Introduction

Genetic and genomic testing are fundamental to midwifery practice. Genomics is now included in the NMC standards of proficiency for midwives and with rapid advances being made in the field all the time it’s important that all midwives are confident to talk about genomics and understand its relevance before, during and after pregnancy.

We’re busy working on more information for this web page, but in the meantime you can watch our brand new animation about the importance of genomics in midwifery and browse our educational resources. Sign up for our newsletter and follow us on social media to hear about this new resource as soon as it’s released!

Thanks to members of our nursing and midwifery round table, the education team at the Royal College of Midwives, Donna Kirwan and Laura-Rose Thorogood for their input to this resource.

What is genomics?

As midwives, the term ‘genomics’ might seem unfamiliar, but in reality it’s a key part of our practice.

Like genetics, genomics also looks at DNA, but improved technology means we can now read all of the information in a person’s or organism’s DNA at once. New tests emerge and new discoveries are made all the time, and these are helping us build a clearer picture of health and disease.

To learn more about genomics, you might like to explore our Bitesize genomics collection.

What is NIPD?

Read more about non-invasive prenatal diagnosis in our blog.


Learning opportunities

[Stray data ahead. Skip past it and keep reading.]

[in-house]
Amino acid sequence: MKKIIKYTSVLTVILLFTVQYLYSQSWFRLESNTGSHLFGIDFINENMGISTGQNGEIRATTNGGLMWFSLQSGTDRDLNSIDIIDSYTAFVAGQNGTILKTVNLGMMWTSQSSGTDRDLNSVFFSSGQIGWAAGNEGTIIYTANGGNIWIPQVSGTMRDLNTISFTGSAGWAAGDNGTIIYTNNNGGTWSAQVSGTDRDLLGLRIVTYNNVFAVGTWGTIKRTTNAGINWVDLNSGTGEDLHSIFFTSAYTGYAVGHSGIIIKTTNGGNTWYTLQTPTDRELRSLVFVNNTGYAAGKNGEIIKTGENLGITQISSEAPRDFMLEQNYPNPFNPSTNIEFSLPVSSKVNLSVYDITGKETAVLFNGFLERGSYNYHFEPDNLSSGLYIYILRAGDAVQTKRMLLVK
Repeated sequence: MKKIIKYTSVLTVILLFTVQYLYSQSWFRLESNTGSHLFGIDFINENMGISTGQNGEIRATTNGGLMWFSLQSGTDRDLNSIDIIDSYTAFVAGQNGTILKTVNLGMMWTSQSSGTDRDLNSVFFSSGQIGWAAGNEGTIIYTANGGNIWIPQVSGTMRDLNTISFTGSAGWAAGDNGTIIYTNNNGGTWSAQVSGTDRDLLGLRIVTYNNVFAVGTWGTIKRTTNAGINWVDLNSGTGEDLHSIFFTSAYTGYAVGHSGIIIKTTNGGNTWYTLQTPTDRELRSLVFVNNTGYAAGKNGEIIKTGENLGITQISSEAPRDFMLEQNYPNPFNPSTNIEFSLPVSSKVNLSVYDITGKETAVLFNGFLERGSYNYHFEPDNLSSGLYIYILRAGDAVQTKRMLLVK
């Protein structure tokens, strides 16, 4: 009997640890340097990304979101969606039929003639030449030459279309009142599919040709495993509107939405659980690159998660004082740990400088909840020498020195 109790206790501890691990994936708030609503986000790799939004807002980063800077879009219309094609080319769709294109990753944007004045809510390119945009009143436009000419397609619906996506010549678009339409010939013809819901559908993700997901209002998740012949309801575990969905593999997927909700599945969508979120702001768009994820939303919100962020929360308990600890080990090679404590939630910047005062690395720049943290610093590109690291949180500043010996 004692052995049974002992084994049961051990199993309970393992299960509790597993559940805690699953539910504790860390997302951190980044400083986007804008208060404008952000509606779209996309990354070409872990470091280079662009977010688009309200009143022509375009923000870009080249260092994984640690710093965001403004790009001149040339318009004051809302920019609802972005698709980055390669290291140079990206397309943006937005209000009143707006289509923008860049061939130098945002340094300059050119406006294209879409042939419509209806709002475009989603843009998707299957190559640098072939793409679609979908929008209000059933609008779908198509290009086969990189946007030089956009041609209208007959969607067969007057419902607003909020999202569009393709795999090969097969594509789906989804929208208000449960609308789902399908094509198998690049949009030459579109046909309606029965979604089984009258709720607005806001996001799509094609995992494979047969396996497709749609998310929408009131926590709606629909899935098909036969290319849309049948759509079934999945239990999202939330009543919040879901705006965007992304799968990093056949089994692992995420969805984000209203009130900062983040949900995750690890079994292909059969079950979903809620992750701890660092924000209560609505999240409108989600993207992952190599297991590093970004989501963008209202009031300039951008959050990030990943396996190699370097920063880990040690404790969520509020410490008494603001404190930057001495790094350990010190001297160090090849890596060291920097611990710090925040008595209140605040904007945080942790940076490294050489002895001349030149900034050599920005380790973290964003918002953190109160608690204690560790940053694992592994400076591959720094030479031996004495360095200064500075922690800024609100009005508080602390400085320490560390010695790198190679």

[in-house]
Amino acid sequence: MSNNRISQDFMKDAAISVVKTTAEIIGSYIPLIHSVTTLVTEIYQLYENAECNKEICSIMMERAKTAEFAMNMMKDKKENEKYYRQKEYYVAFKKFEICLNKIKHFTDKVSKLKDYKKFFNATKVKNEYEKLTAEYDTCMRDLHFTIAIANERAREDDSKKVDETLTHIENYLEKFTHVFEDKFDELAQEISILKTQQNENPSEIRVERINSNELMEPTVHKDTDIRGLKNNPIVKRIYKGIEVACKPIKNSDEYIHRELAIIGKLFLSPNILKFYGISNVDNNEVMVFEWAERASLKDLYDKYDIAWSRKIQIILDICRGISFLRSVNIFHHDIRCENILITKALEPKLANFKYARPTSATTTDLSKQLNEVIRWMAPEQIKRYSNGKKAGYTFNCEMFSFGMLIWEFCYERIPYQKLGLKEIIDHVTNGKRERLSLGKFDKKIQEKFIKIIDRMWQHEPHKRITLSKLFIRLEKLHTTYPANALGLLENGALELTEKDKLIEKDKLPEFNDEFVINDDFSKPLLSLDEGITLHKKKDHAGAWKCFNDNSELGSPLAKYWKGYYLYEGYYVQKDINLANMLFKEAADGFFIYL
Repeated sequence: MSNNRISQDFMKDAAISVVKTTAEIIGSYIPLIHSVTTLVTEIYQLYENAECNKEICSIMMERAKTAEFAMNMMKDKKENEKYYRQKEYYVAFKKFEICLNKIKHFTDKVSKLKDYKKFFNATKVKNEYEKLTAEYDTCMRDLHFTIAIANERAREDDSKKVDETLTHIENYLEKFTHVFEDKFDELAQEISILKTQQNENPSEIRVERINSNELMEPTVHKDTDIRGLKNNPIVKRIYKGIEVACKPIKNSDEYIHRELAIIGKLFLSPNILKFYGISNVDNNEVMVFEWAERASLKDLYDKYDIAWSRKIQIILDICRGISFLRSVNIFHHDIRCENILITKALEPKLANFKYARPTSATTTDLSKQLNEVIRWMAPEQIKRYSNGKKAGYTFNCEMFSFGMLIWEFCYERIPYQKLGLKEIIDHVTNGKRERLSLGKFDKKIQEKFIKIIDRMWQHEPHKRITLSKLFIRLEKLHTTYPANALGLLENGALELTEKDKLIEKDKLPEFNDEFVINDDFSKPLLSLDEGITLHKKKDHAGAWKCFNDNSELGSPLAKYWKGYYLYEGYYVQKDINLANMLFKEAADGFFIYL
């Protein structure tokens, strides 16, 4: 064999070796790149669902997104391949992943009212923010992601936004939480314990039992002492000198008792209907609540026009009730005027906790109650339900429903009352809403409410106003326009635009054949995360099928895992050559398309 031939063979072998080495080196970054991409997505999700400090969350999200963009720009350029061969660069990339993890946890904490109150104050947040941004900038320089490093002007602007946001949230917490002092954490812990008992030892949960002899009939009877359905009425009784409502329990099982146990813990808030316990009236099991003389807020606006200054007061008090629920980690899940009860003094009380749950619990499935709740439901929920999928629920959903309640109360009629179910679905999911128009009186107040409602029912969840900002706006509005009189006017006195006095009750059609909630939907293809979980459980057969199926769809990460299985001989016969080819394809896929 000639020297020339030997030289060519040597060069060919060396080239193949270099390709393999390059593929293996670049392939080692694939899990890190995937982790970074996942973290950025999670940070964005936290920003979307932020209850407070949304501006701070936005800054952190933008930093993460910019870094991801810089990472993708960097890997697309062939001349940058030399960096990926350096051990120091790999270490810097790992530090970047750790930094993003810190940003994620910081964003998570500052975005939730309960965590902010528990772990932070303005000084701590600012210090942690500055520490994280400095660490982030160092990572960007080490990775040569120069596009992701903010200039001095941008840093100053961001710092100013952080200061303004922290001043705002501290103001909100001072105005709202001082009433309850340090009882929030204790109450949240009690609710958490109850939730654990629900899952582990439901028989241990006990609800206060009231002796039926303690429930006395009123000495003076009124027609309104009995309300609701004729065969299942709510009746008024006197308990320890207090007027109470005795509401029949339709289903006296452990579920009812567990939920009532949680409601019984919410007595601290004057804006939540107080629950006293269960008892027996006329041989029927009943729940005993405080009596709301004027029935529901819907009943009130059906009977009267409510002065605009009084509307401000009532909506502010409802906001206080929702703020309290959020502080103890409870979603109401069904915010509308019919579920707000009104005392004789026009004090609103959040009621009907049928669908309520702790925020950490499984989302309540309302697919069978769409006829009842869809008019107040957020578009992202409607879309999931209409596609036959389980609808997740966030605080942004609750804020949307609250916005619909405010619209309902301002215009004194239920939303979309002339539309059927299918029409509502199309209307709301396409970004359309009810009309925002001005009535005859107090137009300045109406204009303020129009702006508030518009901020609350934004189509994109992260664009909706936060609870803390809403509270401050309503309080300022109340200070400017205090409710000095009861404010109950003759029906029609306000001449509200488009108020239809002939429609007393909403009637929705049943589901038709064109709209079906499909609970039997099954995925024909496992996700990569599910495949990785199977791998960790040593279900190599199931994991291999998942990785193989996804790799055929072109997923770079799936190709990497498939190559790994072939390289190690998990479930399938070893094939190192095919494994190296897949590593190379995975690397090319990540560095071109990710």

Teaching aids


Clinical resources

Identifying patients

Having a family history in a common condition, such as heart disease or diabetes, can be an important risk factor. For rare, inherited conditions, a genetic family tree can help to inform testing, surveillance, treatment and management strategies.

Activity: Taking and drawing a genetic family history

Equip yourself with the knowledge and skills to construct a genetic pedigree.

Activity: Recognising the clinical clues of a genetic condition

Familiarise yourself with the clinical features of a range of genetic conditions

Communicating with patients

With genomics increasingly being used in routine NHS care, along with the rise of direct-to-consumer testing, health professionals are more likely than ever to be talking to their patients about genomics.

Activity: Returning genomic test results to patients

There are a range of factors to consider when returning genomic results to patients, based on whether there is a confirmed diagnosis, an uncertain result or a negative result.


Latest updates

Recent articles

Master’s in Genomic Medicine: 2021/22 funding opens

The funding application process is now live for Master’s-level CPPD modules and qualifications in genomics at partner universities
Stylised representation of ovaries with hexagonal pattern background

Genomics overturns understanding of PCOS

It is now understood that men can be affected by the condition, so what does this mean for treatment?
Render of a DNA helix

NHS launches new polygenic scores trial for heart disease

A new approach in personalised medicine aims to use genomics to improve risk prediction for cardiovascular disease

Upcoming events

Last updated on 6th October, 2020